Philanthropy to allow dramatic tuition reduction at St. John’s College
CFA helps client find a Big Idea to solve Higher Education Tuition Crisis
“Are You In?” This is the question for St. John’s College alumni and friends as they consider the college’s appeal for participation in their recently announced campaign, “Freeing Minds.” A lead gift which matches donations dollar-for-dollar is motivating donors: on September 11 the college announced a $50 million challenge grant from the Winiarski Family Foundation on behalf alumni couple Warren and Barbara Winiarski. The Winiarski Challenge has given a major boost to a campaign that was already gaining positive momentum. Campaign success lies in the fact that the effort not only supports students, but also brings a pressing issue to life for all families with college-bound students: the escalating cost of a college education.
Creative Fundraising Advisors (CFA) was contracted by St. John’s College in 2017 to help develop the case for support for the college’s largest campaign. The challenge was one that many schools face: higher operating costs and fewer students paying the advertised price of tuition. St. John’s, a maverick known for its distinctive programming – the Great Books curriculum, graduates without prescriptive majors, 1:8 faculty student ratio – has made similar year-over- year tuition increases as other liberal arts colleges.
What could they do to bridge the gap?
CFA President Paul Johnson recognized that despite the distinctiveness of the college, leadership was planning to operate a traditional fundraising campaign. “St. John’s alums are very passionate about the quality of the program. It is an incredibly unique institution and it needed a unique approach,” Johnson said. Johnson sought to help the college develop what he calls “The Big Idea,” the driving concept that both insiders and campaign prospects find the most compelling
reason to give financial support. Johnson, along with Santa Fe President Mark Roosevelt and Annapolis President Panayiotis “Pano” Kanelos, worked together with other college leaders through a discovery process. Early on, it was clear that St. John’s alumni shared a desire for colleges to be more affordable and more transparent.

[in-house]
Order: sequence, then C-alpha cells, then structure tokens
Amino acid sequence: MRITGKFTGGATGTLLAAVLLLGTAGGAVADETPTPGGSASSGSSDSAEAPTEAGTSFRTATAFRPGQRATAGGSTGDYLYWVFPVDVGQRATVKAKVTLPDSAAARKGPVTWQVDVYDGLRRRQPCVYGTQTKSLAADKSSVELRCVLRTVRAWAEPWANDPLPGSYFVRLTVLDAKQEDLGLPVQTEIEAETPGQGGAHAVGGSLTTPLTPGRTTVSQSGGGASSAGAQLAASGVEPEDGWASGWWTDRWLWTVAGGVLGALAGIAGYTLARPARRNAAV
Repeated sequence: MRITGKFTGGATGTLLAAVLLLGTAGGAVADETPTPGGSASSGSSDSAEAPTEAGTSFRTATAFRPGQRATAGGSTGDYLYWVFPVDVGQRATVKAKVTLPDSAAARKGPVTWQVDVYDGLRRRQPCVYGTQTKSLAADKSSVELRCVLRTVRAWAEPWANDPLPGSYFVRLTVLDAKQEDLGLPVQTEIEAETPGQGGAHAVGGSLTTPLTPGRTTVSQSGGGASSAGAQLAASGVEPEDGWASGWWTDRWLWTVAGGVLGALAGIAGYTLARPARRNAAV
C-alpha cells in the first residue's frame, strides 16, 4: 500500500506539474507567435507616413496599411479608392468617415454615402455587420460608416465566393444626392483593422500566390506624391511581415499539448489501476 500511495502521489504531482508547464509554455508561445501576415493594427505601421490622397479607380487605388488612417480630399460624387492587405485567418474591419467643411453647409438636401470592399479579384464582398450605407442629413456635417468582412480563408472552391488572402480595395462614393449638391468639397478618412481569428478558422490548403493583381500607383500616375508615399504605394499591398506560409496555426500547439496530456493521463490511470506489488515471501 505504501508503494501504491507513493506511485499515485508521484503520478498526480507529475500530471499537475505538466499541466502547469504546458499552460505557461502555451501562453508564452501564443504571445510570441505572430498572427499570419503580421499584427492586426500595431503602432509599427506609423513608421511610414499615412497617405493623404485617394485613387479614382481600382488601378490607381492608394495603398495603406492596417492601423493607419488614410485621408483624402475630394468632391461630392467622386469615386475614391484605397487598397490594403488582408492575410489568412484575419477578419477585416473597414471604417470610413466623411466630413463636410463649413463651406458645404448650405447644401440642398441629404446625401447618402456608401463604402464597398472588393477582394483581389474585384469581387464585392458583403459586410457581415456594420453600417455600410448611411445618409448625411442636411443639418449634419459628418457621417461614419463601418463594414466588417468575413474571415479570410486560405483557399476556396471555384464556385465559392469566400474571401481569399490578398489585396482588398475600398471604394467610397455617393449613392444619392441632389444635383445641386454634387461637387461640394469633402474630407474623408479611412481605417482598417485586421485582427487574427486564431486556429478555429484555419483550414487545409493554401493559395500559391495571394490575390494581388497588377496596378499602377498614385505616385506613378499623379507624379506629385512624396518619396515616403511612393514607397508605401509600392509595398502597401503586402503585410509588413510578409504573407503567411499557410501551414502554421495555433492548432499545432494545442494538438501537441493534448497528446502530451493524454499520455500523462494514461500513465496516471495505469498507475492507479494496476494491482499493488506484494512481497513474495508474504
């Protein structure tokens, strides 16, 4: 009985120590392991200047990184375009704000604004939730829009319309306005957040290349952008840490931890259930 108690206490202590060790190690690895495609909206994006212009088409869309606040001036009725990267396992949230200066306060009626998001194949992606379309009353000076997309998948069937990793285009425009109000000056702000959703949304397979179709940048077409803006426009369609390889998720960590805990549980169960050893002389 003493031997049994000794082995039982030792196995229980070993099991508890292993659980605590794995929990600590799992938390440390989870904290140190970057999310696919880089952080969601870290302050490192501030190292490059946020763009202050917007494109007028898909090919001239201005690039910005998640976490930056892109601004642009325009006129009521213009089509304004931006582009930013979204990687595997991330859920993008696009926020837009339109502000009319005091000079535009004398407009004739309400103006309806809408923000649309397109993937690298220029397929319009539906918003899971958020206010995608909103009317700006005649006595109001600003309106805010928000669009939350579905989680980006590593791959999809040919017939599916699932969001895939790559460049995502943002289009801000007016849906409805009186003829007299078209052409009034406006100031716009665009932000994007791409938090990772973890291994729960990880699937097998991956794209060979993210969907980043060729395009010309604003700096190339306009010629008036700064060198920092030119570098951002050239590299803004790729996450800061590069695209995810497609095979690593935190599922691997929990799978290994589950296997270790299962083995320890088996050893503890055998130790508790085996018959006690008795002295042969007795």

With tuition reduction as the focus, Johnson conducted interviews with key constituents and uncovered affirmation of the desire to cut the St. John’s sticker price as dramatically as possible. He also found that the majority of St. John’s alums eschew campaigns that build shiny new buildings for building’s sake. Both St. John’s College and their supporters desire the same outcome: for all to have access to an education that frees the mind.
CFA helped St. John’s articulate their vision in a way that appeals to their donor base. Several who know and believe in St. John’s mission were willing to take a leap to slash tuition by making significant endowment contributions.
Frank Bruni of The New York Times calls St. John’s tuition-cutting idea “consistent with its mission of pushing back against the fashionable norm” in his article, “The Most Contrarian College in America: What’s the highest calling of higher education? St. John’s College has some enduring answers.”
“It’s a visionary approach, but it’s also pragmatic for the long-run. The college wanted to reverse the higher education trend it had been following, and turn back tuition increases so that any qualified student can attend St. John’s. Uncovering this Big Idea was transformational for the campaign and led to the Winiarski challenge,” Johnson said.
The operating cost per student for the college is over $60,000. With success, St. John’s expects to lower tuition from $52,000 per year to $35,000. Through this campaign, college leadership is striving to deliver its remarkable program to students regardless of their financial ability by doubling its endowment.
“The impact of this campaign will be the reduction of one of the most significant barriers to admission, which also aligns St. John’s closer to its core values of offering an honest education at an honest price,” said President Mark Roosevelt. “When we were looking for a fundraising consultant, we really wanted a partner who would become a part of our team. We found that in Paul Johnson. He has been a crucial part of the team that has allowed St. John’s to launch the size of a campaign that will have a lasting impact.”
St. John’s is ranked in the top two percent of all colleges in the nation for alumni earning PhDs in the humanities, and in the top four percent for alumni earning PhDs in science or engineering. Soon, St. John’s expects to join another exclusive list: top of the heap in making higher education more affordable.